Yet Another Historian Refutes 'Gay Nazi' Claim
Professor Jonathan Zimmerman is the latest historian to publicly refute the claim that gay men were largely responsible for the Nazi Party and the Holocaust. Zimmerman is chair of the Department of Humanities and Social Sciences in the Professions at New York University's Steinhardt School of Culture, Education, and Human Development.
The gay Nazi claim derives from the 1995 book The Pink Swastika, by Scott Lively and Kevin Abrams. (Lively’s routine defamation of the LGBT community led to his Abiding Truth Ministries being added to the Southern Poverty Law Center’s hate group list). In that book, the authors claim that “the Nazi party was entirely controlled by militaristic male homosexuals throughout its short history” and that those men largely orchestrated the Holocaust. Lively and Abrams also argue, in contravention of the historical record, that persecution of homosexuals by Nazi Germany is largely a myth.
But as Zimmerman writes in his editorial, Lively’s “history” has nothing to do with reality. Rather than encouraging or coddling gays, he says, the Nazis banned homosexual activity as early as 1935. And in 1936, the Nazi Party established a Central Office for Combating Abortion and Homosexuality. In 1941, Hitler ordered the death penalty for any SS and police members found guilty of homosexual activity. Between 1933 and 1945, Zimmerman says "the Nazis arrested roughly 100,000 men as homosexuals." Most were sent to prison, but "between 5,000 and 15,000" ended up in concentration camps, where they were forced to wear pink triangles. Many died.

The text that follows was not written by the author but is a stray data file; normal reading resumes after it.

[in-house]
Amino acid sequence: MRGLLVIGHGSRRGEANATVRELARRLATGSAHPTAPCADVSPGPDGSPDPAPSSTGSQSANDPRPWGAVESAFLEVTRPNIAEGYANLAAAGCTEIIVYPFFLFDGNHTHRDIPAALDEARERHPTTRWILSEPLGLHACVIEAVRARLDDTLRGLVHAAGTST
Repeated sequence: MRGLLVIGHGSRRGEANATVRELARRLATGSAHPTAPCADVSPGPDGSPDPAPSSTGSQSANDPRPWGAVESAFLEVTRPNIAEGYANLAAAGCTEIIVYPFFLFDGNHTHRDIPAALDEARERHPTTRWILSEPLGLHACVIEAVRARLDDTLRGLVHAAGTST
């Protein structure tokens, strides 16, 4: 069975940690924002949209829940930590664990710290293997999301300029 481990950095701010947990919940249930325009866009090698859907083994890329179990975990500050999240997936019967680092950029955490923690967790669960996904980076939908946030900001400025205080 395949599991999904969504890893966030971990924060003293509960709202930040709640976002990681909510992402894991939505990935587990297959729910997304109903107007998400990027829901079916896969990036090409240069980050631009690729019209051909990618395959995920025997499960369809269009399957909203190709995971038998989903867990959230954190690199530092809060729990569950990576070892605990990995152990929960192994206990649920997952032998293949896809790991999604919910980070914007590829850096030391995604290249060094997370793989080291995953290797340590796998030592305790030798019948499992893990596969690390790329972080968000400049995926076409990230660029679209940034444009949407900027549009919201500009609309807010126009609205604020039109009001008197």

These facts have long been known to virtually all serious World War II historians and, in fact, were highlighted earlier this month, when the last known gay survivor of Hitler's concentration camps died.
Lively's book has been discredited by other legitimate historians (see here, here and here), but that doesn't stop people like Bryan Fischer, director of issue analysis for government and public policy at the American Family Association (AFA) from using it as a way to demonize LGBT people (the SPLC lists AFA as an anti-gay hate group). Nor does it stop antigovernment conspiracy sites like World Net Daily (WND) from hawking the book. Joseph Farah, editor of WND, brushes off criticism of The Pink Swastika and instead says that “[t]he book more than stands up to all the attacks I’ve seen, most of which are completely baseless.” That from a man who's sure President Obama wasn't born in this country and who publishes articles on his site like this one, in which the writer claims that soybeans cause homosexuality.
There is an irony to all of this. As Zimmerman points out in his editorial, before Hitler came to power, rampant anti-gay prejudice in Nazi circles was highlighted by German socialists and communists as a way to discredit Hitler and his hateful party. And now anti-gay groups are using claims of Nazism to discredit LGBT people. What a tangled web they weave.